The bill contains $858 billion in defense spending and $772.5 billion in non-defense discretionary spending
Congress releases spending bill (istock / iStock)
Federal lawmakers made public a massive $1.7 trillion omnibus spending bill on Tuesday morning.
The release of the bill, which spans 4,155 pages, comes after negotiations between Senate Republicans and House and Senate Democrats. To stave off some government funding running out, lawmakers have until the end of the week to pass the proposed legislation.
Some lawmakers voiced complaints about the turnaround time to read the bill that contains $858 billion in defense spending and $772.5 billion in non-defense discretionary spending. Republican North Carolina Rep. Dan Bishop pointed to certain provisions of the bill in a lengthy Twitter thread in the afternoon, calling them “egregious.”
One provision in the bill states that “not less than” $575 million “should be made available for family planning/reproductive health, including in areas where population growth threatens biodiversity or endangered species.”
In another section, the behemoth bill requires $410 million to “remain available” to reimburse Jordan, Lebanon, Egypt, Tunisia and Oman for “enhanced border security.” At least $150 million of that must go to Jordan, according to the bill.
Meanwhile, the bill allocates $1.56 billion to Customs and Border Protection for “border management requirements” and $339.6 million to Immigration and Customs Enforcement for “non-detention border management requirements,” funds that are prohibited from being used to “acquire, maintain, or extend border security technology and capabilities” unless they’re for improving processing.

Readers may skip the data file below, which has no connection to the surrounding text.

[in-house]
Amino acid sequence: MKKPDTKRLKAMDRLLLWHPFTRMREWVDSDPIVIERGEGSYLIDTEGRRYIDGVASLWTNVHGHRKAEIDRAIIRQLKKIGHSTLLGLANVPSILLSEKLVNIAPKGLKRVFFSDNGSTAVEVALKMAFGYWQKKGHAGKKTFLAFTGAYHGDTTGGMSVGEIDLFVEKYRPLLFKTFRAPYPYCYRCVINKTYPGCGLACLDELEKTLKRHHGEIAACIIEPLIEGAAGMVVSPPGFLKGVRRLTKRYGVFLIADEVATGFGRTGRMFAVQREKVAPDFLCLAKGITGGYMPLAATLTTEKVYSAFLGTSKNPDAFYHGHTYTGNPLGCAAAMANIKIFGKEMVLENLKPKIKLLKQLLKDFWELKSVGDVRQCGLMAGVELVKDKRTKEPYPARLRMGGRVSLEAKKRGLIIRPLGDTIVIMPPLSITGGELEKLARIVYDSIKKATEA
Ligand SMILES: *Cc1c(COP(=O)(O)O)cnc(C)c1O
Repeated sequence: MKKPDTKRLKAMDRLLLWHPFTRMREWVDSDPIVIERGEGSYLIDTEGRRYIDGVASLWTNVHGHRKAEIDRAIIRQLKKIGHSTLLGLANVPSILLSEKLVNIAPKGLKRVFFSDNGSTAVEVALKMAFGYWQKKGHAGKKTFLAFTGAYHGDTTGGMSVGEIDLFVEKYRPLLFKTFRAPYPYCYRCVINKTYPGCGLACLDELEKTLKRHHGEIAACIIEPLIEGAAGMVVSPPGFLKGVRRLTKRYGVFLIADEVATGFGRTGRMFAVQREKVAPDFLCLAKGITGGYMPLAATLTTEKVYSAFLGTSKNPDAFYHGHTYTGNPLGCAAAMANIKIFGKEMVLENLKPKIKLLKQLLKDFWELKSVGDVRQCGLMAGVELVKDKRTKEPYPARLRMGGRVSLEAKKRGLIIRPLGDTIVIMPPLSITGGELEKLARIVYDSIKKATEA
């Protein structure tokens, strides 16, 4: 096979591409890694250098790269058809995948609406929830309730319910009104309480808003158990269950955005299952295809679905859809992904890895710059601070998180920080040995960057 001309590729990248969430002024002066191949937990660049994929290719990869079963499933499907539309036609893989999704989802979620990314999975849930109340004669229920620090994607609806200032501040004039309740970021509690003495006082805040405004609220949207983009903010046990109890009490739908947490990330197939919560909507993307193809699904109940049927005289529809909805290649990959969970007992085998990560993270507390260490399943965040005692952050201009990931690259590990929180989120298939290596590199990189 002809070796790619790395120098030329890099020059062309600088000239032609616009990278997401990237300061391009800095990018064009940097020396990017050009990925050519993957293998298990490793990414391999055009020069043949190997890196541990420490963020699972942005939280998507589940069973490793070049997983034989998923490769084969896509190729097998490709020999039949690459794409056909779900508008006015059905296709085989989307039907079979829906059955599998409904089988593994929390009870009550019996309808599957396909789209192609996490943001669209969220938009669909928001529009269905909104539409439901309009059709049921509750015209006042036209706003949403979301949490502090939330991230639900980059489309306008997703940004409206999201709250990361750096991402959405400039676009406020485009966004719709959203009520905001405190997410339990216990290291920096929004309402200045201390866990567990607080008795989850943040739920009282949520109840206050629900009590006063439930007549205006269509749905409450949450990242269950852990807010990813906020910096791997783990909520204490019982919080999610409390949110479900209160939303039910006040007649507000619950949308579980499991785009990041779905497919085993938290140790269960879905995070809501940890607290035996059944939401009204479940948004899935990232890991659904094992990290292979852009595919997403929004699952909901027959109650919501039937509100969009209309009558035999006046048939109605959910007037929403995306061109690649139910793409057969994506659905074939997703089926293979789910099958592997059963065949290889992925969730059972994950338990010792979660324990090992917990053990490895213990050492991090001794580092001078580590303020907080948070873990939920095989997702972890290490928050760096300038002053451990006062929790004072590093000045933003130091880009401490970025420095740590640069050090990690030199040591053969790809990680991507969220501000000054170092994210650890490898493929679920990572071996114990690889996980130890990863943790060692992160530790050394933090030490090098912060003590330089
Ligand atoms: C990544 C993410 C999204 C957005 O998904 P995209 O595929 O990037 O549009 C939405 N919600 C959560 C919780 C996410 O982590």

About $3 million goes toward the Pollinator-Friendly Practices on Roadsides and Highway Rights-of-Way Program, according to the bill. That program provides grants to state departments of transportation, Native American tribes and federal land management agencies for “activities to benefit pollinators on roadsides and highway rights-of-ways” like planting certain types of fauna or implementing certain mowing strategies.
Additionally, the bill makes available $65 million “for necessary expenses associated with the restoration of Pacific salmon populations.”
That provision gives the Secretary of Commerce the authority to issue grants of the funds to six states and tribes of the Columbia River and Pacific Coast in connection to projects for threatened, endangered or at-risk salmon and steelhead populations. It also requires minimum 33% matching of funds or in-kind contributions for money given to states for Pacific salmon population restoration projects.
One earmark included in the spending bill asks for $3.6 million for a project called “Michelle Obama Trail – PATH Trail Project” in Georgia.
Peter Kasperowicz and Breck Dumas contributed to this report.